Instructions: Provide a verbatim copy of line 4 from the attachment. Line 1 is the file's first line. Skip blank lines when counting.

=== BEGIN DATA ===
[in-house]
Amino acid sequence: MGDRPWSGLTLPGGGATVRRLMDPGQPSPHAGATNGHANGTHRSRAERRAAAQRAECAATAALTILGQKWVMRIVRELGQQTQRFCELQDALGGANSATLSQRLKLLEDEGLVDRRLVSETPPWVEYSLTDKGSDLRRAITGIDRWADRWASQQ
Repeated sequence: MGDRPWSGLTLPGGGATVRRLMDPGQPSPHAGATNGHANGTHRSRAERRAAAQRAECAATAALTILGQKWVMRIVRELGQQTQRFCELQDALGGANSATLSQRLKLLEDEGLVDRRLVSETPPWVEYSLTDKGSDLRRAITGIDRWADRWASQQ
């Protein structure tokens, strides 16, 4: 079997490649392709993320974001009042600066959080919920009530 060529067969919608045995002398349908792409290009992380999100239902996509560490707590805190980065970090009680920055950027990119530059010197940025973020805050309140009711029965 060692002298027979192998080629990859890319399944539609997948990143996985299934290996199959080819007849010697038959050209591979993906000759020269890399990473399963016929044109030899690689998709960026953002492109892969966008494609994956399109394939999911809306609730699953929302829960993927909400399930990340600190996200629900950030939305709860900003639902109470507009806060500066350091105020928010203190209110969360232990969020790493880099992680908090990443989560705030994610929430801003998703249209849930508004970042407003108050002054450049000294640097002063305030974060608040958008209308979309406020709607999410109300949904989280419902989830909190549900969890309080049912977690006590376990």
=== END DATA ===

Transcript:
């Protein structure tokens, strides 16, 4: 079997490649392709993320974001009042600066959080919920009530 060529067969919608045995002398349908792409290009992380999100239902996509560490707590805190980065970090009680920055950027990119530059010197940025973020805050309140009711029965 060692002298027979192998080629990859890319399944539609997948990143996985299934290996199959080819007849010697038959050209591979993906000759020269890399990473399963016929044109030899690689998709960026953002492109892969966008494609994956399109394939999911809306609730699953929302829960993927909400399930990340600190996200629900950030939305709860900003639902109470507009806060500066350091105020928010203190209110969360232990969020790493880099992680908090990443989560705030994610929430801003998703249209849930508004970042407003108050002054450049000294640097002063305030974060608040958008209308979309406020709607999410109300949904989280419902989830909190549900969890309080049912977690006590376990």